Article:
• Fourth: People in the finance and technology space generally think they are smarter than people who work in education. I can say this because I used to be one of them: My undergrad degree is in computer science, and I worked in two high-tech startups back in the 1980s. We always referred to squishy social scientists as making “hand wavy” arguments (that’s pejorative and means “arguments full of holes with no scientific backing”). But after editing two editions of the Cambridge Handbook of the Learning Sciences, I can attest that this body of research is solid and rigorous and has powerful implications for how to design educational innovations. Smart people generally are good at paying attention to solid scientific evidence, but I think there’s a cultural blindness among the finance and technology people here that makes them tend to discount education research.

The good news is that lots of people get it right away. Among them are my colleagues, working at several top universities, who are also creating programs for educational leaders, including at Johns Hopkins, University of Pennsylvania, and University of Southern California. And of course, there’s my own new MA program at UNC in educational innovation, technology, and entrepreneurship. I’m confident we’ll get there eventually, to a cross-fertilization of learning sciences research with the innovative energy of the entrepreneurship and VC community. Then we’ll move more quickly toward the goal we all share: to improve education for everyone.

3 thoughts on “Educational Technology and Venture Capital in Arizona

  1. The basis of this article actually highlights the reason I switched from computer science to educational technology in grad school. As a CS masters student, I was a part of a research team that was building multitouch table card apps to teach elementary school students certain concepts. We didn’t really have any evidence-based reasons for why using card games would lead to learning. We just though it was a cool technology and tried to find a use for it. I finally had to take the initiative to seek out a learning theories class on campus. Once I was introduced to EdTech and the learning sciences I felt that it was a better fit for my goals. I think universities that have strong CS and education departments (or through cross university collaboration) have the opportunity to produce strong EdTech companies.

  2. As a learning tech geek (for the past 35+ years with a cog psych phd after programming experience), I’ve been out in the real world for the past decade and more trying to get people developing learning technology to pay attention to what is known, and it’s surprisingly (and disappointingly) hard. Try to find an edtech company with someone who really understands learning on the executive team, and you’ll be hard pressed. The biggest problem I see is that they don’t want to pay for good insight. They hope to get it for free, or throw inexpensive (but inexperienced) resources at it. There’s this belief that “we’ve been to school, we know what learning is”. And similarly, as Gregory suggests, “we have a tech, let’s throw it at learning as a market, since what we have is way cooler than what they’re doing” without understanding the implementation issues. I wish you luck.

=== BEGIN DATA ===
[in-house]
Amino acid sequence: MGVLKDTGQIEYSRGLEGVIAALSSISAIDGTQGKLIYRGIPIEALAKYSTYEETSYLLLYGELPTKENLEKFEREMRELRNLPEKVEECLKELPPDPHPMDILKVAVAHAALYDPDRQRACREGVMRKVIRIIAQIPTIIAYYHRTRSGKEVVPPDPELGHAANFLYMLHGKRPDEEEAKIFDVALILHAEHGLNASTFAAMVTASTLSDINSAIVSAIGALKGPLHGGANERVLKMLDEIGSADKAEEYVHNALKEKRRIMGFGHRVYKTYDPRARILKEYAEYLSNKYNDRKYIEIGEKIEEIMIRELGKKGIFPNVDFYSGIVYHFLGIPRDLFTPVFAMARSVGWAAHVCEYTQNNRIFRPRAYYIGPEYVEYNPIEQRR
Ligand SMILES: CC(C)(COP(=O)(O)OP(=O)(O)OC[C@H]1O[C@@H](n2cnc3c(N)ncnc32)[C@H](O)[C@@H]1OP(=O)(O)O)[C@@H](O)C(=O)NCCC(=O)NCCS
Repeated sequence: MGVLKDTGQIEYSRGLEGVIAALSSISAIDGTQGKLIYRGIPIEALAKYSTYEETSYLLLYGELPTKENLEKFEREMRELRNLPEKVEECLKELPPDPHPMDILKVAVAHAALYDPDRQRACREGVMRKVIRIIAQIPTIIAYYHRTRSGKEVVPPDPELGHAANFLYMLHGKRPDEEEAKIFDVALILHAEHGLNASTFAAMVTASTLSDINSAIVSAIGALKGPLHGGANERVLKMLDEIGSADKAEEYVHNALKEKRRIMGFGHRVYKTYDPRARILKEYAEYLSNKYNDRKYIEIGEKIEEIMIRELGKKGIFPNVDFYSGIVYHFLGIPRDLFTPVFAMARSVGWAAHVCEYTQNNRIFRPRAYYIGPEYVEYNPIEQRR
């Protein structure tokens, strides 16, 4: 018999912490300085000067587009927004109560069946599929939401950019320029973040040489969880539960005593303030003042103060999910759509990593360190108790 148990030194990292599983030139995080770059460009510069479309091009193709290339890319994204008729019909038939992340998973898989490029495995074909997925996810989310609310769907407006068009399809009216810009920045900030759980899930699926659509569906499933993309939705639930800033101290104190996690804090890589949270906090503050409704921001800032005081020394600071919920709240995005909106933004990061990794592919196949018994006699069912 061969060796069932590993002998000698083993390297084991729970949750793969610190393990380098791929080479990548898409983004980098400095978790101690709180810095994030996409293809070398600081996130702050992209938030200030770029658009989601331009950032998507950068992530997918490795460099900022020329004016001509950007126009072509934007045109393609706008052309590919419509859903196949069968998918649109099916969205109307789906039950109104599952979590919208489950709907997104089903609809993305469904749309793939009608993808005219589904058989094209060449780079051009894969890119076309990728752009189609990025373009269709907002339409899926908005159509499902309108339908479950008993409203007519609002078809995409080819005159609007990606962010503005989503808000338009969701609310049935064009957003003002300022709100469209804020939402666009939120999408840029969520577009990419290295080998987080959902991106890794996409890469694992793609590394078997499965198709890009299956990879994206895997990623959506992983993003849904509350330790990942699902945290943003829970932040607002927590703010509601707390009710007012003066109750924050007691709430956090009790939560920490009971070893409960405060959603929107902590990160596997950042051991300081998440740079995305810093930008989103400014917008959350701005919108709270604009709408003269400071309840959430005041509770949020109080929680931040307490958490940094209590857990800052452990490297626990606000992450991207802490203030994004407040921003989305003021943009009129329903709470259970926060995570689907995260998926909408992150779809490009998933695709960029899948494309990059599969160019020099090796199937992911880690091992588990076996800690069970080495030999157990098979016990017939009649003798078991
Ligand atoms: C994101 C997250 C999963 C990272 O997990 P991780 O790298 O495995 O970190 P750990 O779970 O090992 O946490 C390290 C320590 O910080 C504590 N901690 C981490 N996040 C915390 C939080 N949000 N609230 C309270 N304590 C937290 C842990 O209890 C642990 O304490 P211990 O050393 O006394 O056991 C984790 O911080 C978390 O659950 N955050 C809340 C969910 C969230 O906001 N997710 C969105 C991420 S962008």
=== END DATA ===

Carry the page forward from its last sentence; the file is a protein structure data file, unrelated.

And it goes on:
3. The comparison to medical technology and research is apt, and telling. I don’t think educational technology is seen as actually having an impact on the human beings that not only use it, but in many cases grow up with it. Yet what are the consequences of getting it wrong? A lot more than Darwinian failure in the marketplace. Getting educational technology wrong could influence an entire generation, not just in failure to attain measurable learning goals, but in shaping their cognitive and experiential relationship to the world.

    Similar issues arise with development of highly sensorily immersive gaming technologies, which are now being explored for educational purposes. Not only do we neglect learning research in developing the initial technology, we do insufficient research later on effects of the technology itself. It’s as if we’re quite comfortable using our own schoolchildren as—sorry for the harsh analogy—lab animals.

    I spent my time in the technology sector as well, and am all too familiar with the adrenaline and hubris in those rooms full of the smartest people in the room—the rooms that thus count themselves the smartest rooms in the hotel. But I feel some trepidation leaving the future entirely in their hands. Good luck in your mission!